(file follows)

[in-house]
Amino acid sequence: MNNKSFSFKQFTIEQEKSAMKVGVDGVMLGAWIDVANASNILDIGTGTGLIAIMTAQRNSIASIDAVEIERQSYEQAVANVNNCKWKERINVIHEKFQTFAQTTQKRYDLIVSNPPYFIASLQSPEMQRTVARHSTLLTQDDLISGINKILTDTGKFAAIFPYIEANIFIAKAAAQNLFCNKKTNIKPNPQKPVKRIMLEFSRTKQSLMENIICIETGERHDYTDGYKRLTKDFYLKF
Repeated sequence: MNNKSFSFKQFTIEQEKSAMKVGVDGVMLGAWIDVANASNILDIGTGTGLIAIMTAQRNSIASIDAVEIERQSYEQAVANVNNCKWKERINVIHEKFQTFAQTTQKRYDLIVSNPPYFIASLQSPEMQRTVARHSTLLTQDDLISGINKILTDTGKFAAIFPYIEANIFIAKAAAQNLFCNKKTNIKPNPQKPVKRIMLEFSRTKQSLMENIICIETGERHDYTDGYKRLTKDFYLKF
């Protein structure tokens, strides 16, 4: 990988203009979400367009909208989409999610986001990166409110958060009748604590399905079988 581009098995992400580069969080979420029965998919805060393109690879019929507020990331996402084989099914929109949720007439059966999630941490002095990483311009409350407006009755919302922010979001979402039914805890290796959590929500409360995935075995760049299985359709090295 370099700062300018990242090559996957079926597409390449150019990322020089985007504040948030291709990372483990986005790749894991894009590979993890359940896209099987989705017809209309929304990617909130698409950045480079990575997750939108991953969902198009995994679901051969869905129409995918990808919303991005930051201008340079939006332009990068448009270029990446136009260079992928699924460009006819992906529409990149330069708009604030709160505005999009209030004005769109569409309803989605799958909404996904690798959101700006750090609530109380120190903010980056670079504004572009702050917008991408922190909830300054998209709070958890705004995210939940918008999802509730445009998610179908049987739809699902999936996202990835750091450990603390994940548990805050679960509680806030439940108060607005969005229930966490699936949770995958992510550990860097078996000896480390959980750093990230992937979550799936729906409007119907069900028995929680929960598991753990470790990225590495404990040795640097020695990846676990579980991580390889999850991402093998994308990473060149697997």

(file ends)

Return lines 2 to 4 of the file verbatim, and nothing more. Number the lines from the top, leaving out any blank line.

Amino acid sequence: MNNKSFSFKQFTIEQEKSAMKVGVDGVMLGAWIDVANASNILDIGTGTGLIAIMTAQRNSIASIDAVEIERQSYEQAVANVNNCKWKERINVIHEKFQTFAQTTQKRYDLIVSNPPYFIASLQSPEMQRTVARHSTLLTQDDLISGINKILTDTGKFAAIFPYIEANIFIAKAAAQNLFCNKKTNIKPNPQKPVKRIMLEFSRTKQSLMENIICIETGERHDYTDGYKRLTKDFYLKF
Repeated sequence: MNNKSFSFKQFTIEQEKSAMKVGVDGVMLGAWIDVANASNILDIGTGTGLIAIMTAQRNSIASIDAVEIERQSYEQAVANVNNCKWKERINVIHEKFQTFAQTTQKRYDLIVSNPPYFIASLQSPEMQRTVARHSTLLTQDDLISGINKILTDTGKFAAIFPYIEANIFIAKAAAQNLFCNKKTNIKPNPQKPVKRIMLEFSRTKQSLMENIICIETGERHDYTDGYKRLTKDFYLKF
């Protein structure tokens, strides 16, 4: 990988203009979400367009909208989409999610986001990166409110958060009748604590399905079988 581009098995992400580069969080979420029965998919805060393109690879019929507020990331996402084989099914929109949720007439059966999630941490002095990483311009409350407006009755919302922010979001979402039914805890290796959590929500409360995935075995760049299985359709090295 370099700062300018990242090559996957079926597409390449150019990322020089985007504040948030291709990372483990986005790749894991894009590979993890359940896209099987989705017809209309929304990617909130698409950045480079990575997750939108991953969902198009995994679901051969869905129409995918990808919303991005930051201008340079939006332009990068448009270029990446136009260079992928699924460009006819992906529409990149330069708009604030709160505005999009209030004005769109569409309803989605799958909404996904690798959101700006750090609530109380120190903010980056670079504004572009702050917008991408922190909830300054998209709070958890705004995210939940918008999802509730445009998610179908049987739809699902999936996202990835750091450990603390994940548990805050679960509680806030439940108060607005969005229930966490699936949770995958992510550990860097078996000896480390959980750093990230992937979550799936729906409007119907069900028995929680929960598991753990470790990225590495404990040795640097020695990846676990579980991580390889999850991402093998994308990473060149697997």